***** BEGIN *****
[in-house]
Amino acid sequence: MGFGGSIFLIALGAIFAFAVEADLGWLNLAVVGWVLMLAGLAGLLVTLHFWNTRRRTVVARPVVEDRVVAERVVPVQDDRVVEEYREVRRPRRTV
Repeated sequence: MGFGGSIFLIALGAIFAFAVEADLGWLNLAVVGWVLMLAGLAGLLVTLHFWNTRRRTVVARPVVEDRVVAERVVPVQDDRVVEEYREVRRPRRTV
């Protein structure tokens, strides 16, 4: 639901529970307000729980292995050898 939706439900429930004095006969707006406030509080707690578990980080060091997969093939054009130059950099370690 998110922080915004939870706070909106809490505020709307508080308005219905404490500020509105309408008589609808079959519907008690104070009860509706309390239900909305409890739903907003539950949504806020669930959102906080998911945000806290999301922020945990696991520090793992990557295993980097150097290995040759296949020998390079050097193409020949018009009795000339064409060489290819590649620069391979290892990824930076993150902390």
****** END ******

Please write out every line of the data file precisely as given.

[in-house]
Amino acid sequence: MGFGGSIFLIALGAIFAFAVEADLGWLNLAVVGWVLMLAGLAGLLVTLHFWNTRRRTVVARPVVEDRVVAERVVPVQDDRVVEEYREVRRPRRTV
Repeated sequence: MGFGGSIFLIALGAIFAFAVEADLGWLNLAVVGWVLMLAGLAGLLVTLHFWNTRRRTVVARPVVEDRVVAERVVPVQDDRVVEEYREVRRPRRTV
């Protein structure tokens, strides 16, 4: 639901529970307000729980292995050898 939706439900429930004095006969707006406030509080707690578990980080060091997969093939054009130059950099370690 998110922080915004939870706070909106809490505020709307508080308005219905404490500020509105309408008589609808079959519907008690104070009860509706309390239900909305409890739903907003539950949504806020669930959102906080998911945000806290999301922020945990696991520090793992990557295993980097150097290995040759296949020998390079050097193409020949018009009795000339064409060489290819590649620069391979290892990824930076993150902390």